NEW YORK (TheStreet) -- The war has been raging over net neutrality since the U.S. Court of Appeals in the District of Columbia struck down the FCC's network neutrality rules for cable service providers in January. One week later, Netflix (NFLX) issued a letter to its shareholders, explaining "In principle, a domestic ISP now can legally impede the video streams that members request from Netflix, degrading the experience we jointly provide."
It's hard to say how actual costs will be borne out. More than likely, it will be a mixture of increased costs to consumers and increased costs to streaming television subscribers to offset companies like Netflix paying a "toll" for uninterrupted streaming service. But there is additional cost here -- your portfolio.
Over the last month, shares in Netflix have plunged from a high of roughly $455 per share to around $337 at the close of trading Friday -- and that change is only going to increase as the battle over net neutrality continues. Share prices are less volatile in Comcast (CMCSA) and AT&T (T) -- Comcast went from a high of $52 to a low of $49 before ending around $50 Friday while AT&T gained, moving from $32 to $35 over the last four weeks -- but that doesn't mean it's over.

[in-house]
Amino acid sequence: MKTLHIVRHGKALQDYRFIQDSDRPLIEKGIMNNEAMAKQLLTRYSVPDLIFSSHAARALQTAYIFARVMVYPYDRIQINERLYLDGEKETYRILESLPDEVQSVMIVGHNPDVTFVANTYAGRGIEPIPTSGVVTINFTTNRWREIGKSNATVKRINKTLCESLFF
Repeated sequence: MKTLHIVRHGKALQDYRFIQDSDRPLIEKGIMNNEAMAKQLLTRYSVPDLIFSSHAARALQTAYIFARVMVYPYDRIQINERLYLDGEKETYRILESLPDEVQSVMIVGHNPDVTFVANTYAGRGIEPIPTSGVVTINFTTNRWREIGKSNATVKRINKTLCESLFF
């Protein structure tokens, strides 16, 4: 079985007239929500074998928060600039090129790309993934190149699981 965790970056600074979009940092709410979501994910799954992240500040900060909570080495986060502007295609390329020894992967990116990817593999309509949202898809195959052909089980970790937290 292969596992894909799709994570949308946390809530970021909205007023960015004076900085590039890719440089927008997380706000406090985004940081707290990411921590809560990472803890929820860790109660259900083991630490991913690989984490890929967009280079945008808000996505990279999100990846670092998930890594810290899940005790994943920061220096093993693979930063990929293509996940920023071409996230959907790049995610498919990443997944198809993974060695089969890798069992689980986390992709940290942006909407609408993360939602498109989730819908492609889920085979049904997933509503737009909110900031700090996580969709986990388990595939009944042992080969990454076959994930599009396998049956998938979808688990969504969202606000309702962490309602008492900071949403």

Both Netflix and AT&T are acknowledging that existing networks are at capacity. Netflix may be growing subscribers, reporting 44 million at the end of 2013 and expectations of 48 million by the end of first-quarter 2014, but then what? If Netflix subscribers start having to deal with buffering, how long will it be until they go back to cable? Or perhaps go into on demand cable services, like the sort rumored to be brewing between Comcast and Apple (AAPL)?